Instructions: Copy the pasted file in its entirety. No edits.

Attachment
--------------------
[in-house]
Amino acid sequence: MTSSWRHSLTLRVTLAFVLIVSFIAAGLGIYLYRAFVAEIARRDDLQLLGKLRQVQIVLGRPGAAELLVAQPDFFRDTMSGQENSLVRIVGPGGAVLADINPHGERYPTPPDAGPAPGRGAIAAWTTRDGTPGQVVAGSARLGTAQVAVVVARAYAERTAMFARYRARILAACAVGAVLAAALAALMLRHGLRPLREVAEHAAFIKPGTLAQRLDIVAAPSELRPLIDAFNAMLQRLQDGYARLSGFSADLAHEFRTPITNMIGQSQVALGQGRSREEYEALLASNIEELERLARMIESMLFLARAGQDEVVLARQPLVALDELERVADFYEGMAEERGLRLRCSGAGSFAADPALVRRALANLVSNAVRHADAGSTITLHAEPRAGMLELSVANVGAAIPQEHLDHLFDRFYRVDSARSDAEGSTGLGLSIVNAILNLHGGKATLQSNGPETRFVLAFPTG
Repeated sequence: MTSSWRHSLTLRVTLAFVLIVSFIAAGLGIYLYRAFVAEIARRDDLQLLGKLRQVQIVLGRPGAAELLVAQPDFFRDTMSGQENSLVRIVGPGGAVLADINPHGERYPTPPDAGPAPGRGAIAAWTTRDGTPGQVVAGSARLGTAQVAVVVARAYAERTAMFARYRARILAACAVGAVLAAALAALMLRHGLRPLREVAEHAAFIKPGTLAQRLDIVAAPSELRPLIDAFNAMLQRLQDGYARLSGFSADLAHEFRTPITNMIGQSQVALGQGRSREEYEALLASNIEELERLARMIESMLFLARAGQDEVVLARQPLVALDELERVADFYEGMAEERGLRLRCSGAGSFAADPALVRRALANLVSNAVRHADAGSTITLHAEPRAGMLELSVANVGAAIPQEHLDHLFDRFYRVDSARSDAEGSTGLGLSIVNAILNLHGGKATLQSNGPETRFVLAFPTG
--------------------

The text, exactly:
[in-house]
Amino acid sequence: MTSSWRHSLTLRVTLAFVLIVSFIAAGLGIYLYRAFVAEIARRDDLQLLGKLRQVQIVLGRPGAAELLVAQPDFFRDTMSGQENSLVRIVGPGGAVLADINPHGERYPTPPDAGPAPGRGAIAAWTTRDGTPGQVVAGSARLGTAQVAVVVARAYAERTAMFARYRARILAACAVGAVLAAALAALMLRHGLRPLREVAEHAAFIKPGTLAQRLDIVAAPSELRPLIDAFNAMLQRLQDGYARLSGFSADLAHEFRTPITNMIGQSQVALGQGRSREEYEALLASNIEELERLARMIESMLFLARAGQDEVVLARQPLVALDELERVADFYEGMAEERGLRLRCSGAGSFAADPALVRRALANLVSNAVRHADAGSTITLHAEPRAGMLELSVANVGAAIPQEHLDHLFDRFYRVDSARSDAEGSTGLGLSIVNAILNLHGGKATLQSNGPETRFVLAFPTG
Repeated sequence: MTSSWRHSLTLRVTLAFVLIVSFIAAGLGIYLYRAFVAEIARRDDLQLLGKLRQVQIVLGRPGAAELLVAQPDFFRDTMSGQENSLVRIVGPGGAVLADINPHGERYPTPPDAGPAPGRGAIAAWTTRDGTPGQVVAGSARLGTAQVAVVVARAYAERTAMFARYRARILAACAVGAVLAAALAALMLRHGLRPLREVAEHAAFIKPGTLAQRLDIVAAPSELRPLIDAFNAMLQRLQDGYARLSGFSADLAHEFRTPITNMIGQSQVALGQGRSREEYEALLASNIEELERLARMIESMLFLARAGQDEVVLARQPLVALDELERVADFYEGMAEERGLRLRCSGAGSFAADPALVRRALANLVSNAVRHADAGSTITLHAEPRAGMLELSVANVGAAIPQEHLDHLFDRFYRVDSARSDAEGSTGLGLSIVNAILNLHGGKATLQSNGPETRFVLAFPTG